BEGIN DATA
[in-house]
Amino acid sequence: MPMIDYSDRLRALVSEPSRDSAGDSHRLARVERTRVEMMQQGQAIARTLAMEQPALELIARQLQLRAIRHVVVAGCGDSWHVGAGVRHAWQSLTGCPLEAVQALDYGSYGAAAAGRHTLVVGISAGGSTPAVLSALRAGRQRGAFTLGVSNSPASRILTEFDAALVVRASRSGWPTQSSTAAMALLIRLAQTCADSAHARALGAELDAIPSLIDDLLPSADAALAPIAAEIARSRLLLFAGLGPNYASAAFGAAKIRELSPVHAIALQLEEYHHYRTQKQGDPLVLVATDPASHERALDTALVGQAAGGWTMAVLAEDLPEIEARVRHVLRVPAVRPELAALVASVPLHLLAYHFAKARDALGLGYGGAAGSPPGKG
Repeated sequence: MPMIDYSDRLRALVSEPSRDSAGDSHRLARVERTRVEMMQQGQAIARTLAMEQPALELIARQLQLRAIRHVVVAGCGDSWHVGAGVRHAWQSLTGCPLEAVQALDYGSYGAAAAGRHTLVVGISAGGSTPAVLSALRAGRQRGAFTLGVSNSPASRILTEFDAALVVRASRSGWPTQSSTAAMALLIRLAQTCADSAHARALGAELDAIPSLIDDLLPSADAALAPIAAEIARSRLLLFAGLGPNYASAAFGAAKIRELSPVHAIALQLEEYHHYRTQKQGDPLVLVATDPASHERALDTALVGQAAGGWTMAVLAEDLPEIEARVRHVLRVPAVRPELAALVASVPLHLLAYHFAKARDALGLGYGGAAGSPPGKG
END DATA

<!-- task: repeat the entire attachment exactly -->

[in-house]
Amino acid sequence: MPMIDYSDRLRALVSEPSRDSAGDSHRLARVERTRVEMMQQGQAIARTLAMEQPALELIARQLQLRAIRHVVVAGCGDSWHVGAGVRHAWQSLTGCPLEAVQALDYGSYGAAAAGRHTLVVGISAGGSTPAVLSALRAGRQRGAFTLGVSNSPASRILTEFDAALVVRASRSGWPTQSSTAAMALLIRLAQTCADSAHARALGAELDAIPSLIDDLLPSADAALAPIAAEIARSRLLLFAGLGPNYASAAFGAAKIRELSPVHAIALQLEEYHHYRTQKQGDPLVLVATDPASHERALDTALVGQAAGGWTMAVLAEDLPEIEARVRHVLRVPAVRPELAALVASVPLHLLAYHFAKARDALGLGYGGAAGSPPGKG
Repeated sequence: MPMIDYSDRLRALVSEPSRDSAGDSHRLARVERTRVEMMQQGQAIARTLAMEQPALELIARQLQLRAIRHVVVAGCGDSWHVGAGVRHAWQSLTGCPLEAVQALDYGSYGAAAAGRHTLVVGISAGGSTPAVLSALRAGRQRGAFTLGVSNSPASRILTEFDAALVVRASRSGWPTQSSTAAMALLIRLAQTCADSAHARALGAELDAIPSLIDDLLPSADAALAPIAAEIARSRLLLFAGLGPNYASAAFGAAKIRELSPVHAIALQLEEYHHYRTQKQGDPLVLVATDPASHERALDTALVGQAAGGWTMAVLAEDLPEIEARVRHVLRVPAVRPELAALVASVPLHLLAYHFAKARDALGLGYGGAAGSPPGKG